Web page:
Liquid Handling for Reproducible Science Post 2: Setting Up an In-House Verification System

November 16, 2017 by Thomas Rawlins Leave a Comment

In the second post of a 2 post series about liquid handling for reproducible science, we hope to provide some insights to help researchers to set-up a reliable and robust in-house liquid handling verification system.

Why set up verification methods for a liquid handling platform?

Liquid handling can be a significant source of variability when preparing samples for genetic analysis by qPCR or NGS, especially when miniaturizing workflow to conserve precious reagents and save on costs.  Accuracy and precision both play a critical role in the optimization of reagent and sample ratios when miniaturizing reaction volumes. Setting up a volume verification system in-house provides a cost-effective means to ensure that automated liquid handlers are mechanically sound and enabling verifiable science by transferring liquid accurately and precisely.  Extensive liquid handling verification can be a lengthy process, but at the bare minimum liquid handling performance should be validated for each liquid class at the volumes dispensed in a given application.  Note that only a single liquid class needs to be validated when working with a positive displacement instrument.

Measuring Accuracy Directly

Remember from our past blog post that accuracy and precision are calculated differently and can be measured in distinct ways.  Scientists can source commercially available volume verification systems that allow for both accuracy and precision to be assessed in a single measurement, such as the Artel MVS Multichannel Verification System.  However, if one aims to generate in-house methods for volume verification, the most pragmatic and efficient approach is to measure accuracy gravimetrically (direct method).  For example, researchers can calculate the average dispensed volume by taking the difference of the weight of an empty plate and the weight of a filled plate, dividing by the number of filled wells, and accounting for the density of the transferred liquid.  The systematic error, as discussed earlier, will be the difference between the nominal (target) volume and the measured volume.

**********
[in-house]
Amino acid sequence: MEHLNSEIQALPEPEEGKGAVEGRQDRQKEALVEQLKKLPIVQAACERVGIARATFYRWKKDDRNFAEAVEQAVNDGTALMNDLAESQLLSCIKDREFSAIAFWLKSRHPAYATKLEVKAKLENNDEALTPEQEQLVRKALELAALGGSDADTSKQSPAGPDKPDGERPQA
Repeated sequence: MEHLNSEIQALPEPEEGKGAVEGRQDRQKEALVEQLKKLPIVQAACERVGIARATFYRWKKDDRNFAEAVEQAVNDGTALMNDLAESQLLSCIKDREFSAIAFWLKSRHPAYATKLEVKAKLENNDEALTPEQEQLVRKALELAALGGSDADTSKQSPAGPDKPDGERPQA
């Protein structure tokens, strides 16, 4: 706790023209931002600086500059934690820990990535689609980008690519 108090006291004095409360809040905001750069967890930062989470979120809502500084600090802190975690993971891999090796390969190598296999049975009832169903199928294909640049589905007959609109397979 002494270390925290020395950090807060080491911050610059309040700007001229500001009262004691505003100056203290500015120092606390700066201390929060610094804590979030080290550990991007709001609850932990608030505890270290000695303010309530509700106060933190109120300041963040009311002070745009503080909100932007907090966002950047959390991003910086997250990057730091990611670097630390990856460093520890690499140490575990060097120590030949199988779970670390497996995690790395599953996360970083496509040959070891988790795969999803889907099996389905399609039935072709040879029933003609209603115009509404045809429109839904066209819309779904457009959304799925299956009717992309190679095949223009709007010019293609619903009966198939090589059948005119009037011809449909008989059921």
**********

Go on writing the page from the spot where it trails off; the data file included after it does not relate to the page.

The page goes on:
Measuring Accuracy Indirectly

Note that when transferring smaller volumes of liquid, evaporation becomes a larger source of measurement error in gravimetric readings.  If transferring less than 5 µL of liquid, an absorbance based method can be utilized in order to assess the accuracy of your liquid handling platform.  In contrast to gravimetric methods, absorbance based approaches rely on comparison to standards of a known concentration.  A standard curve can be generated through a serial dilution of a known stock standard, and the absorbance reading of a target liquid transfer can be compared to this standard curve to indirectly measure the transfer volume.  Here, a highly reliable syringe or calibrated pipette must be used to generate the standard curve, and triplicate measurements are highly recommended. 

Measuring Precision Indirectly

Gravimetric approaches to measuring random error are not a viable alternative due to the number of measurements that need to be taken in order to obtain a statistically significant estimate of precision.  To have a statistically sound in-house verification system to measure random error, one will need a standard calibrated plate reader capable of reading at the absorbance maximum of a dye of choice.  Fluorescein, as one of the most commonly used dyes, can be a convenient selection.  It is important to calibrate measurement equipment separately from the liquid handling platform in accordance with the manufacturer's recommendations.